SSW, Sudden Stratospheric Warming hitting a record over Antarctica, Ozone hole almost gone already?

Two days ago over the Antarctic the SSW or Sudden Stratospheric Warming was still running strong up at 10 hPa or around 30 km high.

NIWA claim it may be the strongest SSW seen in the Southern Hemisphere ever (which means the last 50 years).

Temperatures in the green circle marked in the centre were 11C, instead of minus 40 to minus 60C. As we mentioned before, this is extremely rare, and the likely implications are that sometime in the next few weeks a cold beast will hit somewhere in the Southern Hemisphere, but no one really knows where. The Australian BOM are rather bravely predicting a warmer less rainy spring for NSW and QLD. (See below).

If only we really understood the major drivers of our climate we might have predicted this more than a few weeks in advance. Perhaps it is caused by some of those solar factors that the big GCM’s completely ignore?

From Nullschool:

Stratospheric Sudden Warming, Southern Hemisphere, Antarctica.

Two years ago, same time, we see a single large polar jetstream at 10hPA and temperatures of around minus 40C in the warmest part and minus 60 elsewhere in the jetstream. These normal winds flow […]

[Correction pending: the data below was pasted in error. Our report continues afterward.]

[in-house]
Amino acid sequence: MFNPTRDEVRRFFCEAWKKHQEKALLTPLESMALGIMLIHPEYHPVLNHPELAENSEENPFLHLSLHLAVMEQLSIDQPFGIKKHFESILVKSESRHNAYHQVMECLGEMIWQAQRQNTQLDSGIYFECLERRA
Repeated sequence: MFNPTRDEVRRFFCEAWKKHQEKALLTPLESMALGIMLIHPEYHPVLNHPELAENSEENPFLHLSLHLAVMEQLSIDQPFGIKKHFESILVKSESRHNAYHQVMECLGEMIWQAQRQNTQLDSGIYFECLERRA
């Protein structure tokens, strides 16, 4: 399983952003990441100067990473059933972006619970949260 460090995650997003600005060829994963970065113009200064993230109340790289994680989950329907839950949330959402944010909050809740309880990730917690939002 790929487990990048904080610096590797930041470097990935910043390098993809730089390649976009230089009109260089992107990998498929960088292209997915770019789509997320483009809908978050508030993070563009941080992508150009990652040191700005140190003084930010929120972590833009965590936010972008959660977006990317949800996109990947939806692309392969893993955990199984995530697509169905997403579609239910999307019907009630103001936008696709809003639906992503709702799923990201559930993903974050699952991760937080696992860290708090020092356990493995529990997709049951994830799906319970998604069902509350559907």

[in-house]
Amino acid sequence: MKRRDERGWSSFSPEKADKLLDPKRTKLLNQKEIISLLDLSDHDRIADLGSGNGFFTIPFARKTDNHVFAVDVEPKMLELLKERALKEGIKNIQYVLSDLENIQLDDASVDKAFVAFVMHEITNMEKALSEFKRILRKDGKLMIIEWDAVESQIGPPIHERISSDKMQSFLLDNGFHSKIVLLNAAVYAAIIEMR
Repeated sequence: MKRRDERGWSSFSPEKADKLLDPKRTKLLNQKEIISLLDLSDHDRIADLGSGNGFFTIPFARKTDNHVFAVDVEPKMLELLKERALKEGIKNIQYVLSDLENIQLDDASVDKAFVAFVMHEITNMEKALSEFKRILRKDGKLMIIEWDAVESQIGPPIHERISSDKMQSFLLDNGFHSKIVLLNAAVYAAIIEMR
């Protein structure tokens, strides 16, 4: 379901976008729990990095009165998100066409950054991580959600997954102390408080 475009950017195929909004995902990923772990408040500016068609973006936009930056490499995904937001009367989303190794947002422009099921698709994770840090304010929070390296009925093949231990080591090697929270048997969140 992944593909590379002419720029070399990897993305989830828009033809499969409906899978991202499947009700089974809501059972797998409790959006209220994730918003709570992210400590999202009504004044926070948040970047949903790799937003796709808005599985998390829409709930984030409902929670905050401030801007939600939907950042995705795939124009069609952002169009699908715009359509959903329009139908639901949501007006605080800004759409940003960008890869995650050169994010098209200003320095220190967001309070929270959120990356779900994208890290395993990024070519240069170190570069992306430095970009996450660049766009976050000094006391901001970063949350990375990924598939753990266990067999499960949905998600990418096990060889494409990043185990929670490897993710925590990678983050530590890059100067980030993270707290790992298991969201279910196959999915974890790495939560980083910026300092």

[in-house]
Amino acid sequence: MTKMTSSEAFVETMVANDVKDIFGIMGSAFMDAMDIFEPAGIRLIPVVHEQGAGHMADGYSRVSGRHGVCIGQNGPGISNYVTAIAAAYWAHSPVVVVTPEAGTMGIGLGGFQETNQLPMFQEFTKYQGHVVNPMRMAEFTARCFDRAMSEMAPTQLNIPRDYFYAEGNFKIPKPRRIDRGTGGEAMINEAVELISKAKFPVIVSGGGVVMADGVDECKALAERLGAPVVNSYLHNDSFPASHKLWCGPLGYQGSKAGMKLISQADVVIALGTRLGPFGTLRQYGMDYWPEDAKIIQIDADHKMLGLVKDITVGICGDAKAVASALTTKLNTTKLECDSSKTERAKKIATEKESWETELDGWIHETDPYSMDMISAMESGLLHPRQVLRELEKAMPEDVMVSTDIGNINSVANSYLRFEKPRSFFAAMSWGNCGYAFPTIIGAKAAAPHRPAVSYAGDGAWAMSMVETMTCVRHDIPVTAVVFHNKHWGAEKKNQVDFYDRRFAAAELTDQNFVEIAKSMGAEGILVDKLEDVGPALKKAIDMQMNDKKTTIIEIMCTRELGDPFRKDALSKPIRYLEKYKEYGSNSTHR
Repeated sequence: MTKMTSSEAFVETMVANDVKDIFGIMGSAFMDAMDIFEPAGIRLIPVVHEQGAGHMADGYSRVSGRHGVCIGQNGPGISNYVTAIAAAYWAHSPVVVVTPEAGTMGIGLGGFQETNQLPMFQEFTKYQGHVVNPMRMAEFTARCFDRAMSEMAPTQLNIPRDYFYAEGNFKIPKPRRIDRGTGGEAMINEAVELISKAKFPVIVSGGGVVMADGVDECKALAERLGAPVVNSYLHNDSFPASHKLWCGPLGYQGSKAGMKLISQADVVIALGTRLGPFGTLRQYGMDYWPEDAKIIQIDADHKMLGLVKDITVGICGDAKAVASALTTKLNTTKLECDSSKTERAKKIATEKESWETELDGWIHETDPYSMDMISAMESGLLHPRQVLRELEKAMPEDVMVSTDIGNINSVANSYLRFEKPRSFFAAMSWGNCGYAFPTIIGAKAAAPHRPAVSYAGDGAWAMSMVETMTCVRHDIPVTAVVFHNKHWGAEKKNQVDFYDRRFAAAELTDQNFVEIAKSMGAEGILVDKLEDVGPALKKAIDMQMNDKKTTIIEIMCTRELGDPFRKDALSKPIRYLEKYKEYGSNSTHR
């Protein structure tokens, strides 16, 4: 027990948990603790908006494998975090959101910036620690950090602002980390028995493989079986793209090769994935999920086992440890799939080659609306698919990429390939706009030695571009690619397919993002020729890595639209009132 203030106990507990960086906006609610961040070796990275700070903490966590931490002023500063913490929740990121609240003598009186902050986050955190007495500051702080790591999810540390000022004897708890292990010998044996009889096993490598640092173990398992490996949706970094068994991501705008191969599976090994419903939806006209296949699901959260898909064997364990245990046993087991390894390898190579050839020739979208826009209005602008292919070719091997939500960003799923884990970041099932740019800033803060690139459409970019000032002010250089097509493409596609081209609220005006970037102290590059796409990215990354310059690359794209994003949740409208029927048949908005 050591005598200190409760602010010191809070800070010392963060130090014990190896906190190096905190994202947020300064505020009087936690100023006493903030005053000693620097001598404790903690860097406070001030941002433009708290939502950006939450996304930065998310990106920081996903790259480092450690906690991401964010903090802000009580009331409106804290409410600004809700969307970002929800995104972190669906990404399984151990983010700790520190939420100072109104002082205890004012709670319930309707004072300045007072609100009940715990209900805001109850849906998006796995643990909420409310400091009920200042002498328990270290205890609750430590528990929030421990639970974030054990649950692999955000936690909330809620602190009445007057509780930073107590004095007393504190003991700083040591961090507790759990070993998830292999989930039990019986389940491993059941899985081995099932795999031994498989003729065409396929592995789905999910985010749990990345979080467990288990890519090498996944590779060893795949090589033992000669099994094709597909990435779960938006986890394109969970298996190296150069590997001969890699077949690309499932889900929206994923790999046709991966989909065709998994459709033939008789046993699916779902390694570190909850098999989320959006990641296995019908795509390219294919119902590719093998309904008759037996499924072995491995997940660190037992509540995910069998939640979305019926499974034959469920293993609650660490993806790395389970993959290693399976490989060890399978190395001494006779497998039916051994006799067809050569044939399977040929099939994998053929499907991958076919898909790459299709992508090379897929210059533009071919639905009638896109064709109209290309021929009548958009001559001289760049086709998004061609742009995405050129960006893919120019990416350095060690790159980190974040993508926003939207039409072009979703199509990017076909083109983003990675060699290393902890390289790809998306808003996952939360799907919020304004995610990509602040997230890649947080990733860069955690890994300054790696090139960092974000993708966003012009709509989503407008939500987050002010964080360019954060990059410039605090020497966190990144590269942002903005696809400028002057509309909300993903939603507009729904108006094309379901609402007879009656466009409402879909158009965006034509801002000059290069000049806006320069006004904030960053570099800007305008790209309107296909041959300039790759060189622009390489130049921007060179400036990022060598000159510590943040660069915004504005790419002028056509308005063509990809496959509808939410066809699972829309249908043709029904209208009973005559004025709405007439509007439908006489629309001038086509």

Rare: Sudden Stratospheric Warming in the Southern Hemisphere — cold weather coming?

Right now a very rare southern SSW (Sudden Stratospheric Warming) is taking place, possibly peaking today or this weekend over Antarctica. In the Northern Hemisphere SSW’s happen more often and in the month afterwards, wild polar blasts like the “Beast from the East” can peel off. So somewhere way up at 10hPa or 30 – 50 km, there is an area that’s warmed from -60C to close to zero. The warming up high throws a spanner in the normal jet streams and weeks later, down at the surface, blobs of cold air from the poles may end up wandering far from “home”.

We (as in Africa, Australia, Argentina, or New Zealand) may get bumper snow and severe frosts, or we may not. Some researchers are getting excited and are using the word “historic”.

These are rare over the Southern Hemisphere — due to Antarctica being shaped like a circular cheesecake right over the pole and surrounded by water. The geography is cleaner and simpler than at the north pole, and that generates a strong circumpolar jetstream. The strong pattern normally stops these sudden warmings up high which occur with wandering jetstreams.

In the Southern Hemisphere there have only […]